DGMGRL> start observer ;
You can see current configuration with:
DGMGRL> show fast_start failover ; DGMGRL> show configuration [verbose] ;
Making use of a standby database – Snapshot Standby
This is very useful for reporting purposes.
Run this command:
DGMGRL> convert database 'mydb_sby' to snapshot standby ;
to open up your standby database to users.
This is not just opened read only – updates etc. are allowed, although they are temporary, they will be overwritten when you convert the database back to being a physical standby database. But that is useful for materialized views, data marts, temporary tables.
Snapshot standby databases continue to receive redo from the primary database, but do not apply it – it just queues up on the standby server – until they are reverted back to being a physical standby database with:
DGMGRL> convert database 'mydb_sby' to physical standby ;
Typically databases are switched back into physical standby overnight.
Making use of a standby database – Active Data Guard
Active Data Guard allows the physical standby database to be open to users while still applying redo from the primary database. The standby database is restricted to read only operations.
This is an extra cost option for the Oracle license, similar to RAC, partitioning, etc. It costs around an extra 20% on top of the normal Enterprise Edition license fee.
Logical Standby instead of Physical Standby
Logical Standby behaves similarly to physical standby, except it uses a more complex method of applying SQL statements (logical) instead of block level redo changes (physical). It is rarely used.
Possible reasons for using logical standby are:
- It can be used for rolling database upgrades (e.g. upgrade primary database first, standby database later).
- Saves extra license cost of Active Data Guard option if you want the standby database to be open read only while still keeping up to date with the primary database (logical standby databases do this by default without extra cost options).
Limitations of Data Guard
- Nologging or unrecoverable operations are not applied to standby – so be cautious in using those options. Alarming data block corruption error messages are reported if a user attempts to access any nologging or unrecoverable data blocks.
- ‘Drop tablespace’, ‘drop datafile’, ‘rename datafile’, and add/drop online redo log files operations need done on both nodes manually.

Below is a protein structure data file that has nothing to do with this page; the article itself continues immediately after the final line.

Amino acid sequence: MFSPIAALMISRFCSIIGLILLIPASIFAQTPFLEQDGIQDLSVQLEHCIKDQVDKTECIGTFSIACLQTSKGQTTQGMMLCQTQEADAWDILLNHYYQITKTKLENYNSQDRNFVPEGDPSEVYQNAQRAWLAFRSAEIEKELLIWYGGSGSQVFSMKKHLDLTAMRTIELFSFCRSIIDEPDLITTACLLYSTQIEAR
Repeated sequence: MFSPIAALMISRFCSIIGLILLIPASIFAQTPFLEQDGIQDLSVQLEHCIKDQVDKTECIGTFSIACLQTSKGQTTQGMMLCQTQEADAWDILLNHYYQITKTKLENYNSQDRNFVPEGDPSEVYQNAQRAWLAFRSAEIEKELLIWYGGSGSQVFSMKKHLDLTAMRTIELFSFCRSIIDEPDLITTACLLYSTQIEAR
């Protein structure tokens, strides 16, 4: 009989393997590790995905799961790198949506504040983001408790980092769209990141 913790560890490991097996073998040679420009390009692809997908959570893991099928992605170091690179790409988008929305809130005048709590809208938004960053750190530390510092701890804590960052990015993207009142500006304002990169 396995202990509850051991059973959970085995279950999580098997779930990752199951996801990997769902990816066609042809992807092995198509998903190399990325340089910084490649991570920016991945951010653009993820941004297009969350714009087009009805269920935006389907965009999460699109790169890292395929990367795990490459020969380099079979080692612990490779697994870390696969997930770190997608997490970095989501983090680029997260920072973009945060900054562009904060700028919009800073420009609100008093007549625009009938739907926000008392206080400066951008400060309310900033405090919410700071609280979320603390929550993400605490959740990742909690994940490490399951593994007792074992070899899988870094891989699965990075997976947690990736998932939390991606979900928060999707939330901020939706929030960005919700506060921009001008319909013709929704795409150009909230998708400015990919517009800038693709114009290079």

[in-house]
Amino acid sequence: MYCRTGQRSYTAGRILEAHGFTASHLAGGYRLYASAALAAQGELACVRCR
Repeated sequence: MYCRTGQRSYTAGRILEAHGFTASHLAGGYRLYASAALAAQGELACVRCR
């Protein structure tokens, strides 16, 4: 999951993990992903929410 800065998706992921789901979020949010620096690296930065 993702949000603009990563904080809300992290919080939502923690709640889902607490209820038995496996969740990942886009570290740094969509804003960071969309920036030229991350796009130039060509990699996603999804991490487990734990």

- Initialization parameter changes need done on both nodes manually.
- For databases upgrades, the software in the new ORACLE_HOME must be separately installed on both nodes. The database part of the upgrade is carried out only on the primary database.
Often Data Guard replication is suspended for a significant period of time during and following the primary database upgrade. That is done with DGMGRL> edit database ‘mydb_sby’ set state=’APPLY-OFF’ ;. The standby server is only upgraded, and replication resumed, once the primary upgrade has been determined to be a success.
- For patches, the software/binaries in the ORACLE_HOME must be separately patched on both nodes. The database part of the patch (if any) is carried out only on the primary database.
SQL Server Equivalents
Microsoft SQL Server’s Database Mirroring is their equivalent of Oracle Data Guard. Like Data Guard, Database Mirroring can run either synchronous and asynchronous. Unlike Oracle, Database Mirroring comes with Standard Edition – although only for synchronous database mirroring, the high performance asynchronous database mirroring does require Enterprise Edition.
Microsoft do make Log Shipping available with standard edition, which allows for asynchronous transaction log shipping to standby, but at set time intervals (such as every 30 minutes) rather than in real time/near real time.
A full license is required for the standby server, irrespective of whether or not it is also used for e.g. reporting purposes as well as DR. See Oracle’s Licensing Data Recovery Environments.
Oracle Data Guard is included in Enterprise Edition at no extra cost. Active Data Guard (see above) is an extra cost option.
Standard Edition does not come with Oracle Data Guard, but for this you could use log shipping controlled through your own cron scripts as a cheap alternative.
- Kathy Rich and others: Oracle Data Guard Broker, 11g Release 2 (11.2)
- Kathy Rich and others: Oracle Data Guard Concepts and Administration, 11g Release 2 (11.2)
- Ritesh Chhajer: How to setup DGMGRL, broker with example
- Ritesh Chhajer: How to switchover using DGMGRL, broker with example
- Gavin Soorma: 11g Data Guard Broker DGMGRL Configuration quick steps
- Oracle FAQ: Data Guard implementation for Oracle 10gR2